World War II witnessed the greatest propaganda campaigns in history. Often referred to as the “Fourth Arm” after the army, navy, and air force, propaganda was conducted by all belligerents and was essentially designed to sustain domestic civilian morale during a long war at home while undermining enemy civilian and military confidence in the ability to achieve victory. Although propaganda was becoming a characteristic of peacetime politics in the first half of the twentieth century, it was still seen largely as a weapon of war, especially in democracies.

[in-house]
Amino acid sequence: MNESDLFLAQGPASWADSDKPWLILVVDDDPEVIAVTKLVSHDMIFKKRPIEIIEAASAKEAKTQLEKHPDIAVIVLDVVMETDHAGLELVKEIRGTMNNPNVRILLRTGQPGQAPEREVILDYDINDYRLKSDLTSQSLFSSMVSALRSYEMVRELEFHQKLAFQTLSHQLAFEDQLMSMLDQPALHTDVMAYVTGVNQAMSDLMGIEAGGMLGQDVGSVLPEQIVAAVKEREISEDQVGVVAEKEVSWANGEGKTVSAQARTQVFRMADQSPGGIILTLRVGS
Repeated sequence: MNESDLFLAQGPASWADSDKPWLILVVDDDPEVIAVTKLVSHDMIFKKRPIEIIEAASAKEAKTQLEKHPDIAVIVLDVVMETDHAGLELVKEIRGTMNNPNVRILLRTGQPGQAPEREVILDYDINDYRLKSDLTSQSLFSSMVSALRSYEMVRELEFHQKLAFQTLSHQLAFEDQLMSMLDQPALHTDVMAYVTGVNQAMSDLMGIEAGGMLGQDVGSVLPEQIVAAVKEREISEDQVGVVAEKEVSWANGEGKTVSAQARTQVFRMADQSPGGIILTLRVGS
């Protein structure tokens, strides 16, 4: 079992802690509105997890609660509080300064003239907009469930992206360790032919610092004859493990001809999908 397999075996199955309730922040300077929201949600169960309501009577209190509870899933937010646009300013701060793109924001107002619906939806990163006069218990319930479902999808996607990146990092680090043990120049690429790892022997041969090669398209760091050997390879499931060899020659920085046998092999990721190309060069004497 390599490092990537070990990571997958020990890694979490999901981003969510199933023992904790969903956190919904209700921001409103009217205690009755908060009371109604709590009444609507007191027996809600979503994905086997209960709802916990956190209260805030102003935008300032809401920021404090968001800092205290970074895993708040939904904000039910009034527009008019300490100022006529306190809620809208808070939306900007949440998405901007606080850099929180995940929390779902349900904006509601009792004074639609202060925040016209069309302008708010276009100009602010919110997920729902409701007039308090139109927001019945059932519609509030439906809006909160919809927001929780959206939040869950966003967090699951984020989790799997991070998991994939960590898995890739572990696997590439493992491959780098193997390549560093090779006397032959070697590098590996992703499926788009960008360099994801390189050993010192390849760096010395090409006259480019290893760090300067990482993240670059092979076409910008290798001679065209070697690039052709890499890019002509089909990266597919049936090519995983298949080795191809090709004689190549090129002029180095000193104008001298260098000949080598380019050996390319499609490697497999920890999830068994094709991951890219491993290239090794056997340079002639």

Dictatorships in the Soviet Union, Fascist Italy, and Nazi Germany more readily embraced its peacetime use as a form of coercion of mass populations instead of the individualistic democratic predisposition toward persuasion and consensus-building. These different ideologies eventually went to war against each other in 1939, in a conflict that began with a cavalry charge in Poland and ended, six years later, with atomic explosions over Hiroshima and Nagasaki. It became a war of national survival – total war – in which propaganda was used by all sides as a psychological weapon to supplement, reinforce, or counter the destructive power of military force. Ultimately, however, World War II was won by military power – which prompts the question of what role propaganda actually played in determining the final outcome.
Total War, Total Propaganda